VIEW-24718 | Display of watches for Desbarats Printing, 1929
Display of watches for Desbarats Printing, 1929
Wm. Notman & Son
1929, 20th century
Silver salts on film - Gelatin silver process
24 x 19 cm
Purchase from Associated Screen News Ltd.
© McCord Museum
Keywords: Miscellaneous (671) , Photograph (77678)
Keys to History
At the end of the 19th century, Canadians are becoming more and more aware of the importance of planning their time.
In 1865 in France, Pierre Martin introduces a new method for producing fine steel like that used in the mechanisms of watches. Before then, considered luxury items, pocket watches, which are attached to a chain and tucked away in the pocket of a man's suit, become more and more commonplace and affordable.
Watches of all sizes soon appear. Some are even meant to be attached to a billfold, reminding the owner that "time is money".
It is not until 1904, however, that the Cartier studio in Paris invents the wristwatch.
Faced with shift work, increasing pressure to speed up production, the expansion of international trade, public transportation schedules, people are increasingly caught up in a whirlwind of activities requiring that they keep track of time. Fortunately, they now have access to watches to help them do exactly that.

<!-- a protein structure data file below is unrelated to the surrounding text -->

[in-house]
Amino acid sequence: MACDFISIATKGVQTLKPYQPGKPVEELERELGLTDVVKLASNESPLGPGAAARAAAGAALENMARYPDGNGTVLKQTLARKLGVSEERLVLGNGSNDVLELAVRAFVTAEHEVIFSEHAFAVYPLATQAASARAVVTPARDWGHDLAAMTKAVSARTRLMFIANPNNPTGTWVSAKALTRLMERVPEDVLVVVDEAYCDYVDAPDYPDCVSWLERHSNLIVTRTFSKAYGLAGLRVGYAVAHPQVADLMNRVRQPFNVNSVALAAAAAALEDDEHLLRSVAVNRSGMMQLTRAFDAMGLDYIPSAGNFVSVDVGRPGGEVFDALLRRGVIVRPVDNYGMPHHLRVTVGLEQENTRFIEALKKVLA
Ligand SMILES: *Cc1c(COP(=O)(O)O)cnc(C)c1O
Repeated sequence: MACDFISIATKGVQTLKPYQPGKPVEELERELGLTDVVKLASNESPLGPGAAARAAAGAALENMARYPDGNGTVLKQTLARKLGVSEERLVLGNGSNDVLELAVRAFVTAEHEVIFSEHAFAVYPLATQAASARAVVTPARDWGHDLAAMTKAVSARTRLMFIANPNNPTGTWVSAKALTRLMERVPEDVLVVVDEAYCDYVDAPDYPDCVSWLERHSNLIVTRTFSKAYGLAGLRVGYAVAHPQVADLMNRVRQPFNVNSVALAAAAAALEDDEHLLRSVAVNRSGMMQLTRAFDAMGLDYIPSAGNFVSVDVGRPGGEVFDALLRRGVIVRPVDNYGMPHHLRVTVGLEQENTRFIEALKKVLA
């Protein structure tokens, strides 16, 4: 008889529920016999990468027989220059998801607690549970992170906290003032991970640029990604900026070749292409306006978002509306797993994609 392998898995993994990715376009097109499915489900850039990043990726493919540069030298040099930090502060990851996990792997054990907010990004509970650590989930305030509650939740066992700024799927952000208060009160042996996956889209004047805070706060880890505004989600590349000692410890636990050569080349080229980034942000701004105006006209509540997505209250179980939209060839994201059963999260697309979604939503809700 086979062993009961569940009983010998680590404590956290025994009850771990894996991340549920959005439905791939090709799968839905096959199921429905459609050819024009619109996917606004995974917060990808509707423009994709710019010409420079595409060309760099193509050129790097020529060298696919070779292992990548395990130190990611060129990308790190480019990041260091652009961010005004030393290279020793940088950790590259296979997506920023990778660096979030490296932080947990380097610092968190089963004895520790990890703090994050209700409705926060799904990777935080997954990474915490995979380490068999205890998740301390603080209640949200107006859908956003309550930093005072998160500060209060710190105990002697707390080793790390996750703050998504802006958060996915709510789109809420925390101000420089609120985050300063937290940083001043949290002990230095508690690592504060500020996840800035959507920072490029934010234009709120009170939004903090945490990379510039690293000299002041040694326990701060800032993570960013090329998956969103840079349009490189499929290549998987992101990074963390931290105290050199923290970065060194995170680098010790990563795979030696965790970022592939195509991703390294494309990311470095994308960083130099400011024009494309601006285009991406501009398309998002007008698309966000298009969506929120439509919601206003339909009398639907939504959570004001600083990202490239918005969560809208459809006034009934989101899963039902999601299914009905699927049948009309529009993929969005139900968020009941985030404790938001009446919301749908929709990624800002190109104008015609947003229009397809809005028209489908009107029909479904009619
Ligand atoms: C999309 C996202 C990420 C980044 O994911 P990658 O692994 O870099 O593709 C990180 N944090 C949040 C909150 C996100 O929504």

Source : Brand New and Wonderful: The Rise of Technology [Web tour], by Jacques G. Ruelland, Université de Montréal (see Links)
In the middle of the upper row in this display can be seen a Santos, the wristwatch designed by Louis Cartier in 1904 in Paris for the Brazilian aviator Alberto Santos-Dumont. It was the first wristwatch ever made.
In his print shop in Montreal, G.-É. Desbarats abandons himself to a private passion for clocks. He owns a magnificent collection of them. Although this window display dates from 1929, we know that Desbarats was displaying watches and clocks in his shop window in Montreal by 1880.
The Daily Graphic, founded in New York in 1873 by Georges-Édouard Desbarats, is the first newspaper to publish photographs. Desbarats, who is keenly interested in everything to do with modern technological, also founds in Montreal the Canadian Illustrated News (1869), Canadian Patent Office Record (1873) as well as Mechanic's Magazine (1879) and Dominion Illustrated (1888).
Georges-Édouard Desbarats, a publisher and printer, and his engraver, William Leggo, invent halftone engraving in 1869.